Due to the renovation of the OAKA Indoor Hall in the 2003-04 season for the 2004 Athens Olympic Games, Panathinaikos had to move to a small capacity arena. The budget of the club consequently decreased and suddenly the team became relatively less competitive than the previous year, especially after the departure of Antonis Fotsis. Despite Alvertis averaging 11.2 points per game and leading the team in the locker room, Panathinaikos made the Top 16 but was not able to reach further to the Final Four.[16] Alvertis’ sixth Greek Championship title was a bitter consolation for a player whose titles were already uncountable.

2004–2009: A new role for a leader[edit]

The captain was ready to serve PAO.

The 2004-05 season was an adjustment for the captain of Panathinaikos. Unable to contribute to Coach Obradović's demanding systems as efficiently as before, he was not starting any of the games anymore. Nevertheless, he came off the bench as a spot shooter who gave the team valuable three pointers and experience.[17] Along with the new stars Dimitris Diamantidis, Jaka Lakovič and Mike Batiste, PAO made it to the Euroleague Final Four in Moscow, losing to Šarūnas Jasikevičius' and Anthony Parker's Maccabi Tel Aviv. Alvertis finished the Euroleague season with an average of 8.4 points per game, the lowest since his first Euroleague season in 1994. Finally, he lifted another Greek Championship cup, beating AEK Athens in the final series, in which he averaged 11 points per game.

During his sixteenth season with Panathinaikos, Alvertis had the same role as the previous year. Coming off the bench he helped his team make the Euroleague Top 8 where they were upset, however, by TAU Ceramica in Athens, during the decisive third game, missing the Final Four. This disappointment was relieved slightly by the sweep against Olympiacos in the Greek Championship Finals.

The 2006-07 season was a great one for Panathinaikos, in which they won the 2007 Euroleague Final Four in Athens, Greece, as well as the Greek Championship and Cup.[9] Alvertis’ contribution had not been anything special on the court, but the captain of the Greens was ready to serve his team whenever they needed him. The 2007-08 season confirmed that, with Alvertis being the soul of the Greens, who won both the Greek Championship and the Greek Cup, even though his contribution on the court was again limited.

International career[edit]

1995–1998: The first steps[edit]

As one of the best European prospects from the age of 17, Alvertis was selected very early for the Greek men's national team. The first great tournament in which he participated was the EuroBasket 1995, where Greece made the semifinals, finishing fourth. Alvertis did not start any of the games, nor get very significant playing time, but he helped the team with his shooting coming off the bench. He finished the tournament averaging 4.9 points per game.[18]

The following year, Alvertis was already a permanent member of the Greek team and he participated in the 1996 Summer Olympic Games in Atlanta, Georgia. Even though he still was not starting the games, his contribution rose to 8.6 points per game, as Greece finished fifth.[19] It was obvious, however, that the departure from the team of legendary play-maker Panagiotis Giannakis, and the imminent one of Fanis Christodoulou, would increase Alvertis’ responsibilities.

At the EuroBasket 1997, Greece started the tournament once again with very high ambitions and a victory against title contender Russia in the qualifying group raised their hopes even higher. Alvertis’ role in the team was as important as the previous year, and he remained a secondary, but significant option on offense, averaging 6.9 points.[20] Greece fell to the future champion SFR Yugoslavia in the semifinal, losing 80-88. The disappointment in the Greek team was huge, and they once again finished in fourth place, after being beaten in the bronze medal game by Russia by a score of 98-78.

1998–2001: Leader of the national team[edit]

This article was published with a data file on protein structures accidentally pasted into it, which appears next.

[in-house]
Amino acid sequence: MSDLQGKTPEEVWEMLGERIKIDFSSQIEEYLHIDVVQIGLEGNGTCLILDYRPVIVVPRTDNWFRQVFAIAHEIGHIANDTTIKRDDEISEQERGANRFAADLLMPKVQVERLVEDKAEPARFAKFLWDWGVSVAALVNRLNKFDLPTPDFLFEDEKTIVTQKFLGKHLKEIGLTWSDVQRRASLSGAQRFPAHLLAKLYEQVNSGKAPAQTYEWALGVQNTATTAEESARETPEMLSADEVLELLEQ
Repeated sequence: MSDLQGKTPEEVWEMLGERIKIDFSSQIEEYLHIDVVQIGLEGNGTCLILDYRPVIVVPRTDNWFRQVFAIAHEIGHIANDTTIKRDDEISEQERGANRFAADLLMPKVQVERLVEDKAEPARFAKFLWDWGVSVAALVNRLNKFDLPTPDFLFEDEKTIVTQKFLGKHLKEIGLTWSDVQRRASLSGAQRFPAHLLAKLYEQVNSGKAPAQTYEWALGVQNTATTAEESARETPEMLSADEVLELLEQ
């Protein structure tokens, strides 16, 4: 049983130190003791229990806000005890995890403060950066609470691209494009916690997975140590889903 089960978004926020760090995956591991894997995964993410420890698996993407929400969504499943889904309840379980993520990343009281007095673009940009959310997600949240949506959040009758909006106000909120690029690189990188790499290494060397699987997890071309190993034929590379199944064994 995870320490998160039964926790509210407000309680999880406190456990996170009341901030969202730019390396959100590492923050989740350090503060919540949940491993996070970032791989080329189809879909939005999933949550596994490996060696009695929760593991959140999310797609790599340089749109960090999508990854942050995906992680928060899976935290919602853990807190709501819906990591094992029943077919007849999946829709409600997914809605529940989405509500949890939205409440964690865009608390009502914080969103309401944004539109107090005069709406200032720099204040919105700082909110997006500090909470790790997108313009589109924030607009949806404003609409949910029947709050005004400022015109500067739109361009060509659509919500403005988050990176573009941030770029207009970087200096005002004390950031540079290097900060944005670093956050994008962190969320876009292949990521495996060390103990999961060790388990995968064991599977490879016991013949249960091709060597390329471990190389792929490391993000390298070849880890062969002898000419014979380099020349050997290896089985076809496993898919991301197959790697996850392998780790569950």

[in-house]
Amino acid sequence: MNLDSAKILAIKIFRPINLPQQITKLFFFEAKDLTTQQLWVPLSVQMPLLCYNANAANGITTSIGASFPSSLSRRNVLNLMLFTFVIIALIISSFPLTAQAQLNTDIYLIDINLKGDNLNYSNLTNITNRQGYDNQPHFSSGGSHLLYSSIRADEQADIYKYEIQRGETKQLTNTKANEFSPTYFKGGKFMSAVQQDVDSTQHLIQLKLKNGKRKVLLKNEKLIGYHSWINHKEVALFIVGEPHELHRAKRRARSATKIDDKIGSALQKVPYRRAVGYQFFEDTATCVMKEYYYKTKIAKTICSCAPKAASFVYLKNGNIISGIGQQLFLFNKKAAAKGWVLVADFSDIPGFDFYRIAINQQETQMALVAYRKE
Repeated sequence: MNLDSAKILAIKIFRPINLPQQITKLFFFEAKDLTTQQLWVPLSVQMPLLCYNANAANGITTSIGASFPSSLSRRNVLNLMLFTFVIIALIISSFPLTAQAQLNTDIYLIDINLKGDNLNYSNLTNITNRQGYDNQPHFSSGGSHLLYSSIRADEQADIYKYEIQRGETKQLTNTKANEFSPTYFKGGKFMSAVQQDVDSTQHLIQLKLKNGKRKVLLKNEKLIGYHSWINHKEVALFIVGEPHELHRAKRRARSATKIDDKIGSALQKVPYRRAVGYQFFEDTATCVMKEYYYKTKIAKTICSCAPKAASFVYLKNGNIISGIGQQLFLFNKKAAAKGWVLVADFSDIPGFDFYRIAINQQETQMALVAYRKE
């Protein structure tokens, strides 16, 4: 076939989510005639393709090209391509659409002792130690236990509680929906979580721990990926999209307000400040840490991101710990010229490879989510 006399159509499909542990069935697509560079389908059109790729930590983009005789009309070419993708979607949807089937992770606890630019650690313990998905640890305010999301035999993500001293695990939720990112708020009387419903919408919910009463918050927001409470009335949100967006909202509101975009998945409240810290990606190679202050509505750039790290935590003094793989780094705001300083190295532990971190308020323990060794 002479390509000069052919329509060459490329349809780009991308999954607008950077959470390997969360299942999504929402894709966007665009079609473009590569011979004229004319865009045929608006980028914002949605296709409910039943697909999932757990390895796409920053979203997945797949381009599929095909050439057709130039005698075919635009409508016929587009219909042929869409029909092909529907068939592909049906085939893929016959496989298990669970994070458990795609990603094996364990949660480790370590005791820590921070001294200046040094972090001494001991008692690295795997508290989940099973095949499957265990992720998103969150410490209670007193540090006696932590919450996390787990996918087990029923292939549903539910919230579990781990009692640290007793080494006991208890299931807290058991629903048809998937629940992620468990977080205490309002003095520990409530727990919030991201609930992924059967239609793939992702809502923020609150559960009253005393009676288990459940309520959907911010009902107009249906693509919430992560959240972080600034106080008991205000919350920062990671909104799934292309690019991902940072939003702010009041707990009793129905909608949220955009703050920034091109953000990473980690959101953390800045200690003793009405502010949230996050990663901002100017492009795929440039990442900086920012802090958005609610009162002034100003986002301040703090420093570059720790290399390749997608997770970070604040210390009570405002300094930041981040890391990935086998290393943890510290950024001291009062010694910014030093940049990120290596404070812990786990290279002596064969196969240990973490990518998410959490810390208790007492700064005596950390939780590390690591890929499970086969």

In order to confirm that it was among the four or five best teams in the world, Greece had to reach at least the semifinals in the FIBA World Championship it hosted in 1998. Coach Panagiotis Giannakis was confident that the Greek team would fulfill its mission and he put Alvertis, alongside his Panathinaikos teammate Nikos Ekonomou, in charge of the team's offense. Alvertis averaged 13.2 points and a surprisingly high 6.2 rebounds per game, being a major contributor in Greece's fourth place finishing team.[21] His leading role was now indisputable, especially since the great Panagiotis Fassoulas decided to retire from the national team after the end of the tournament.

At the EuroBasket 1999, Alvertis seemed ready to lead Greece to its first medal since 1989. After leading the team in offense, with 18.1 points per game in the qualifying round, everything seemed to indicate a great EuroBasket for the Greek star.[22] Nevertheless, misfortune is part of the game of basketball. A few days before the tournament, Alvertis suffered a severe injury during practice. This injury made him not only miss the EuroBasket, but also the major part of the Panathinaikos 1999–2000 season. Without its offensive leader, and also without Nikos Ekonomou and Efthimios Rentzias, who were also injured, Greece finished in an embarrassing sixteenth and last position. Greece failed to qualify for the 2000 Summer Olympics of course, and was doomed to two years of exclusion from every major tournament.

Greece had to wait for the EuroBasket 2001 in order to make its comeback to the international scene. The team obviously was in the middle of a transition period, during which young stars Theodoros Papaloukas, Antonis Fotsis, and Lazaros Papadopoulos were unable to build a highly competitive team right away. Alvertis, coming off a great year with Panathinaikos, and Giorgos Sigalas, had to show to the young generation the road to success. The first game against Italy, the reigning champion, proved that Alvertis was ready to fulfill his role. A buzzer-beating three pointer gave Greece a very impressive 83-82 win. The team, however, had not reached the level of a medal contender yet. The 105-82 loss against Russia in the next game confirmed that. Consequently, in order to reach the quarter finals, Greece's game against rising power Germany appeared to be a difficult task. After leading the game by 22, the Greek team actually collapsed against superstar Dirk Nowitzki and his teammates, giving Germany an 80-75 win. Alvertis averaged 16 points in the tournament, but Greece ended up in ninth place.[23] It was his last opportunity to reach success with the national team as its leader, especially since Greece had not qualified for the 2002 FIBA World Championship. The transition period for the young generation was soon going to be over.